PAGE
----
WASHINGTON — Speaking on a panel at the Aspen Security Forum, Gen. Raymond Thomas, the commander of US Special Operations Command (SOCOM), said the U.S. asked the People’s Protection Unit, or YPG, to re-brand because of its alleged linkages to the Kurdistan Worker’s Party (PKK), an internationally designated terrorist group.

“We literally replied back to them and said you got to change your brand,” Thomas said.

The SOCOM commander was responding to questions from Catherine Herridge, chief intelligence correspondent for Fox News, about how the U.S. military finds partner forces in Iraq and Syria.

The U.S. Kurdish allies in the fight against ISIS are currently called the Syrian Democratic Forces, but they were “formerly called the YPG,” Thomas said during the interview.

“They came about that name because at one point in time, and I’ve dealt with them directly … they were formerly called the YPG, who the Turks would say equated to the PKK, you’re dealing with a terrorist enemy of mine,” Thomas said.

The YPG changed their name to the SDF in about a day, Thomas explained, saying that it was “a stroke of brilliance” to include “democracy” in their title.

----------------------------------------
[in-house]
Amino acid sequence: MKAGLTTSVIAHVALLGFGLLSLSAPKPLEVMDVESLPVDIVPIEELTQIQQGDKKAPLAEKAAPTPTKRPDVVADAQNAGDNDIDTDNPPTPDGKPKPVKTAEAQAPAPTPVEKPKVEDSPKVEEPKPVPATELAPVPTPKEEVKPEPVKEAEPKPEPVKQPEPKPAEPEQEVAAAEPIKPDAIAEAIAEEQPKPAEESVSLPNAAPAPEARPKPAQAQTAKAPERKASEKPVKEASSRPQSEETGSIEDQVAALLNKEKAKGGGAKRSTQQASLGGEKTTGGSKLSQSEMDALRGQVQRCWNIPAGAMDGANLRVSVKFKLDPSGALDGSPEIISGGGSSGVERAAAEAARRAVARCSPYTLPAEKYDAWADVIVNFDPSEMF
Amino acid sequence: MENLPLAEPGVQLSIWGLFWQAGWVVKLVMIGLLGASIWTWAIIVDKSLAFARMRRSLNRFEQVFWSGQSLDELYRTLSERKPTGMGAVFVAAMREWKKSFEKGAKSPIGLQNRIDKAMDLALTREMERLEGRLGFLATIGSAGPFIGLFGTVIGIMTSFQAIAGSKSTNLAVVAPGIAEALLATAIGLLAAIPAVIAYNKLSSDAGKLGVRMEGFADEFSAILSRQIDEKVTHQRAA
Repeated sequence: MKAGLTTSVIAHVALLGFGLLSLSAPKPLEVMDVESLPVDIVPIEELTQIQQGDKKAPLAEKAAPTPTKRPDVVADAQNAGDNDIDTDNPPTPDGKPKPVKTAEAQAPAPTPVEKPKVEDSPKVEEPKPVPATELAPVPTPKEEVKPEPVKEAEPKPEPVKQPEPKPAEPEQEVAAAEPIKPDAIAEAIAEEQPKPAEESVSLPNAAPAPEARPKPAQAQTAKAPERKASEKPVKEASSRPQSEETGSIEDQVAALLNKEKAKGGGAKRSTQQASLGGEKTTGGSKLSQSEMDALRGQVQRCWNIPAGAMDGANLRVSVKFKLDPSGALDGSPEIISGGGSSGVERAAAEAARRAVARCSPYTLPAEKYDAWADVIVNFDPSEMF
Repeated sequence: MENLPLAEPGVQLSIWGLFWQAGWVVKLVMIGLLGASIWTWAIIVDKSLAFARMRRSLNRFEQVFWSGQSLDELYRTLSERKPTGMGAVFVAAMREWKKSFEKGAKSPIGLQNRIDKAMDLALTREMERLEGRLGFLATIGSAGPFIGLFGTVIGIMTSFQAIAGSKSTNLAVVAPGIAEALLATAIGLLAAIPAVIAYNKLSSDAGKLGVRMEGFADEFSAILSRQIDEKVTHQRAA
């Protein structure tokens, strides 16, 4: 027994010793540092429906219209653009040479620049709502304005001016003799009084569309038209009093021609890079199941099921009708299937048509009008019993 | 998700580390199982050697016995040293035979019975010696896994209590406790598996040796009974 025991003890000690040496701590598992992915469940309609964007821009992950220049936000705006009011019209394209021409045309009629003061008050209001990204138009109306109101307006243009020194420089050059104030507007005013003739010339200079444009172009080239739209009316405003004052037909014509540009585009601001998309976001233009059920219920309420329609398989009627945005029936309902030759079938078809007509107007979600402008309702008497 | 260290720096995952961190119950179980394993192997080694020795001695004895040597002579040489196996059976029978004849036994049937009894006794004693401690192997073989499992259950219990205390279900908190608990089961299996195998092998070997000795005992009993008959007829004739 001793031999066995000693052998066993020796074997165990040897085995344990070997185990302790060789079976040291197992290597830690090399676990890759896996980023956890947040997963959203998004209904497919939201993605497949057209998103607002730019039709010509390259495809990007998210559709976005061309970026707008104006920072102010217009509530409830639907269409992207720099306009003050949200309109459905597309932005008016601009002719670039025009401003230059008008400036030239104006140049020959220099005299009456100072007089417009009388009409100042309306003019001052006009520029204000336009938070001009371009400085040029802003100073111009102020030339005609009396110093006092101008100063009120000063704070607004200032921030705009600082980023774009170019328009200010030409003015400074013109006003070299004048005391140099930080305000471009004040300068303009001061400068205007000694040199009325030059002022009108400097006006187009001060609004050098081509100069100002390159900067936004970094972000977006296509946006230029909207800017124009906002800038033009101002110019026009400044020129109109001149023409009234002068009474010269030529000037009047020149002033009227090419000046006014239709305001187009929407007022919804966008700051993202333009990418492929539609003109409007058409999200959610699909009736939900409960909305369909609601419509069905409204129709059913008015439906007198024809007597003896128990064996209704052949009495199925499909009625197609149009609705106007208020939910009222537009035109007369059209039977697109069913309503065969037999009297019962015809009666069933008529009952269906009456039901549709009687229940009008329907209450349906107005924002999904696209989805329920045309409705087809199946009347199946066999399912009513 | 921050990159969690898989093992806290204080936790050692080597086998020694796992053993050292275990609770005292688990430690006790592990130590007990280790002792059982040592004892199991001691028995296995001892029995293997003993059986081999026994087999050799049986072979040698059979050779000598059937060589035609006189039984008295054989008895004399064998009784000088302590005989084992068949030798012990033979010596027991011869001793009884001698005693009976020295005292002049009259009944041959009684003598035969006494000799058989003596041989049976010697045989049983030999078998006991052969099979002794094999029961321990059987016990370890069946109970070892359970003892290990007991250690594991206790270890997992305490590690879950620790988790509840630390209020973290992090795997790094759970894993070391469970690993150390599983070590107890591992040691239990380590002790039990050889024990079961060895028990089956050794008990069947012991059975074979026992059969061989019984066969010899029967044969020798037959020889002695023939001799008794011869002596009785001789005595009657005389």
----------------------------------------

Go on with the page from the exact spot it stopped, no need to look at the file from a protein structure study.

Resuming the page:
SOCOM came in touch with the organization a couple years ago after the group was facing annihilation from ISIS in Kobane, Thomas explained. SOCOM at that time provided the embattled group in Kobane with “kinetic capabilities,” which helped the group survive.

SOCOM was interested in the group militarily, but the organization only numbered a couple thousand Kurdish fighters, the SOCOM commander said.

The group “has got to be more representative than that,” Thomas said he told them, asking the group “are there Arabs who want to join your coalition here?”

The SDF now number nearly 50,000 fighters, including Arab factions under the Syrian Arab Coalition.

The U.S. relationship with Turkey has soured since President Trump decided in May to provide arms to the SDF.

On Wednesday, Ankara allegedly leaked the locations of U.S. military installations to its state-run wire service, the Anadolu Agency, in Syria in retribution for U.S. support of the Kurdish fighters, according to a report by the Daily Beast.

Kurdish fighters are currently in their second month to liberate ISIS’ de facto capital of Raqqa, where fighting has slowed in recent days.

Thomas described the nature of the U.S. relationship with its partner forces as “sometimes it is of necessity who is available.” He also painted the Kurdish fighters as “the ones most discussed and most misunderstood.”

Shawn Snow is the senior reporter for Marine Corps Times and a Marine Corps veteran.

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